Virtual reality were the buzz words for 2016, and after interviewing a number of leading creative directors and designers for our design trends of 2017 feature, it seems the excitement surrounding VR is set to continue.
Although many agencies are still experimenting with the immersive opportunities of VR, such as The Mill’s 6x9 project for The Guardian and Level Ex’s surgical simulator, there’s already a great focus on the opportunities of VR for artists and designers.
Last year saw Google pave the way with the launch of its much-hyped Tilt Brush for the HTC Vive. A simpler version, PaintLab, was quick to follow. But beyond the novelty of painting into thin air, The National Theatre in London experimented with using VR for set design and concept development. Story Studio’s Quill was created to propel illustration filmmaking. Oculus has tapped into character art with its VR 3D modelling experience, Medium, and even Mozilla is jumping in by creating a basic web-based painting tool.
We take a look at these VR painting and modelling tools a little further so you know exactly what’s on offer right now. Although the tools alone are not expensive to purchase, buying a headset and controllers will set you back quite a bit if you don’t already own them. We plan to update this feature, so please let us know of any VR painting tools that you are using.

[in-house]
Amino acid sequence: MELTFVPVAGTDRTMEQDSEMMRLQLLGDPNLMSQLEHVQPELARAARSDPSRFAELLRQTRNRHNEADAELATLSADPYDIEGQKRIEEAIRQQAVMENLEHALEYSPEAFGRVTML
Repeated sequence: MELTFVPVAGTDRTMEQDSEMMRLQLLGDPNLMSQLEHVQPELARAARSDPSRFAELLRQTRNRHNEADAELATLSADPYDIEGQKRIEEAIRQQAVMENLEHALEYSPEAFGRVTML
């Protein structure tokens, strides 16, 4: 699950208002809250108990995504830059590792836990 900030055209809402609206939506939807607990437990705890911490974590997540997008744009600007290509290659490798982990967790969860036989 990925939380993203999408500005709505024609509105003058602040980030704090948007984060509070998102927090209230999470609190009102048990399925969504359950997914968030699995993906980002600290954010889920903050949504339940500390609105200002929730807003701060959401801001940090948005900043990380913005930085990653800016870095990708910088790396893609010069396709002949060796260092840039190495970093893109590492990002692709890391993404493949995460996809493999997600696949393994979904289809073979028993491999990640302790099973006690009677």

For more information on pricing and performance of the HTC Vive or Oculus Rift headsets, check out the reviews below by our sister site Tech Advisor.
- HTC Vive review: The most immersive VR headset of 2016
- PlayStation VR provides a great VR experience at over half the price of the HTC Vive
- The Oculus Rift VR headset is good, but isn’t the best on the market
VR painting & modelling tools using the HTC Vive
Google Tilt Brush
There was a lot of hype around the release of Google’s Tilt Brush app for the HTC Vive in April last year (through Valve’s Steam platform). Artists, painters, cartoonists, dancers and designers were commissioned by Google for their Artist in Residence program. It's worth checking out the impressive designs posted on their Virtual Arts Experiments blog. We ourselves asked illustrator Alex Moore to give it a go and see if it lived up to the hype.
We also discovered how the Tilt Brush could be used for than just painting - but for designing sets like we saw at The National Theatre’s Immersive Storytelling Studio in London.
For £22.99, Tilt Brush allows professional artists or amateurs to paint in 3D space inside a VR world, using a variety of brushes (such as ink, smoke, snow and fire) to create artwork that you can interact with, walk around in, and share as room-scale VR masterpieces or animated GIFs.
A-Painter isn’t a VR app, but rather Mozilla’s web-based interpretation of Tilt Brush. The Mozilla VR team (MozVR) explain on a blog post that A-Painter is an example of how artists can paint using VR online across platforms with no software installations. However, you will still need an HTC Vive headset and controllers, and a Windows operating system to use A-Painter to its full potential.
To use A-Painter, make sure you have a WebVR-enabled browser (with Gamepad Extensions enabled in) before visiting the website. If you don’t have a HTC Vive headset, you can still view other artists’ creations using a mouse and keyboard, or even your mobile.
Artists are limited to painting 3D illustrations with a choice of over 30 brushes. Paint on top of other people’s drawings, or import images and OBJ models from your desktop to the browser. Artists can save and load local binary files of their illustrations.